Papua New Guinea (PNG) failed again in mid-January to agree fiscal terms with ExxonMobil for the development of its onshore P’nyang gas field, raising the stakes for all parties involved in a wider project to double gas exports.

The failure of the state team negotiating in Singapore piles political pressure on the PNG government; Prime Minister James Marape rose to power last May on the back of pledges to reap more revenue from international resources firms and lift the vast South Pacific archipelago out of poverty.

It also increases the financial strain on private stakeholders. The P’nyang gas agreement needs to be sealed before a complex pre-Feed process can start for a larger associated liquefaction project, the $13bn Papua LNG, led by Total but also involving ExxonMobil and others, which is targeting FID this year and production in 2024.

PNG-based oil and gas exploration and development company Oil Search, a partner in the P’nyang (36.86pc) and Papua LNG (17.7pc) projects, stated last October that the delays meant it reduced capex on the project by 15pc last year, while noting engineering work and marketing cannot get underway until the talks progress.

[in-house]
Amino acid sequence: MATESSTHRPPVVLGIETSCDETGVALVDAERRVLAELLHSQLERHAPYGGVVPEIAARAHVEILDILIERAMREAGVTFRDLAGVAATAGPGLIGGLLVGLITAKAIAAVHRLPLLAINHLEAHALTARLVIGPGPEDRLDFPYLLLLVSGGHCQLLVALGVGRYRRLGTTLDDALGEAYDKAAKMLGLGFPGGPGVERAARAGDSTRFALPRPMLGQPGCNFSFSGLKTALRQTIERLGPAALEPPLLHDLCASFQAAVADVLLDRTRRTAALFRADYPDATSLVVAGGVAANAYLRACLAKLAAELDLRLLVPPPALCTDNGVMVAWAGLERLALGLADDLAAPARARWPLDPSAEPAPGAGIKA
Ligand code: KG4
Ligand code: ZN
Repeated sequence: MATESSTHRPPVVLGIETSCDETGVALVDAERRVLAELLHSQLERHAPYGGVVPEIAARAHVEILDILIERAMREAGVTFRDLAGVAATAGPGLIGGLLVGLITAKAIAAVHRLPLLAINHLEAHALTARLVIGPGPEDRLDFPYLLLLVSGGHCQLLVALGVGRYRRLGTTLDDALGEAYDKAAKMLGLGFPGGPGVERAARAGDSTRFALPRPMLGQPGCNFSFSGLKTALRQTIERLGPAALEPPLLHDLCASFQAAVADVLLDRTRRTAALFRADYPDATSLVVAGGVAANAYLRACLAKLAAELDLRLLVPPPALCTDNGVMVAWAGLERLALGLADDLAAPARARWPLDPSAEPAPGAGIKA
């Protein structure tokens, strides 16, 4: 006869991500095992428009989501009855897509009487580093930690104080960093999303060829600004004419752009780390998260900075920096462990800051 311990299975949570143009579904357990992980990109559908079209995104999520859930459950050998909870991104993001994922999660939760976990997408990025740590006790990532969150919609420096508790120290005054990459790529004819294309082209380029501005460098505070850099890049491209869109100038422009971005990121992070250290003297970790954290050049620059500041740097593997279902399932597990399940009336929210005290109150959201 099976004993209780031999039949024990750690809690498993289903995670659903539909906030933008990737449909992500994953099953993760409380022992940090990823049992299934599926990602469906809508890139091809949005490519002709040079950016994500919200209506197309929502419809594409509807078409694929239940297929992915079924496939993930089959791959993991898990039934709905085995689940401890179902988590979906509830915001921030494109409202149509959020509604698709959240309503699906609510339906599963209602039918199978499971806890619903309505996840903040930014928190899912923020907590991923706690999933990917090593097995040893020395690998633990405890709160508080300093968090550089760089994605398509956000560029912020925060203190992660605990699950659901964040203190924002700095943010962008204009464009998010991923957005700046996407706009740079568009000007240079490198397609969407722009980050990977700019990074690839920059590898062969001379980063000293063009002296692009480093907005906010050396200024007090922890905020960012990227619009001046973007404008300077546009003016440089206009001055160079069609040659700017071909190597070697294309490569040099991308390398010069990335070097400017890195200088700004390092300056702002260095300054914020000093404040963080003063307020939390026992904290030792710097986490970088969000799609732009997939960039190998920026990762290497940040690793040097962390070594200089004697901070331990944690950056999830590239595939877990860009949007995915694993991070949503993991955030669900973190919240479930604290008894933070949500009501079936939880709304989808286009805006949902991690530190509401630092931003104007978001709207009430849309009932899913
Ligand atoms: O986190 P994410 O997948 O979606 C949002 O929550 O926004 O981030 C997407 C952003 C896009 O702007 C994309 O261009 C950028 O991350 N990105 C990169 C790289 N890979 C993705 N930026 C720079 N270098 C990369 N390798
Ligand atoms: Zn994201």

ExxonMobil refused a deal offered by oil minister Kerenga Kua at the first round of talks last November. Kua said this was “disappointing”, claiming the terms, which remain confidential, were in line with similar extraction arrangements in place in Indonesia and Malaysia. Fresh from disappointing renegotiations with Total, PNG wants benefits that are “far greater than Papua LNG” and is seeking “a good deal, not a fast deal”, the negotiating team stated.

“In the P’nyang talks, the government appears to be seeking a better tax take, more local content and jobs opportunities, more project information from the operator, and a firm commitment to development of P’nyang in a defined timeframe,” says Credit Suisse analyst Saul Kavonic.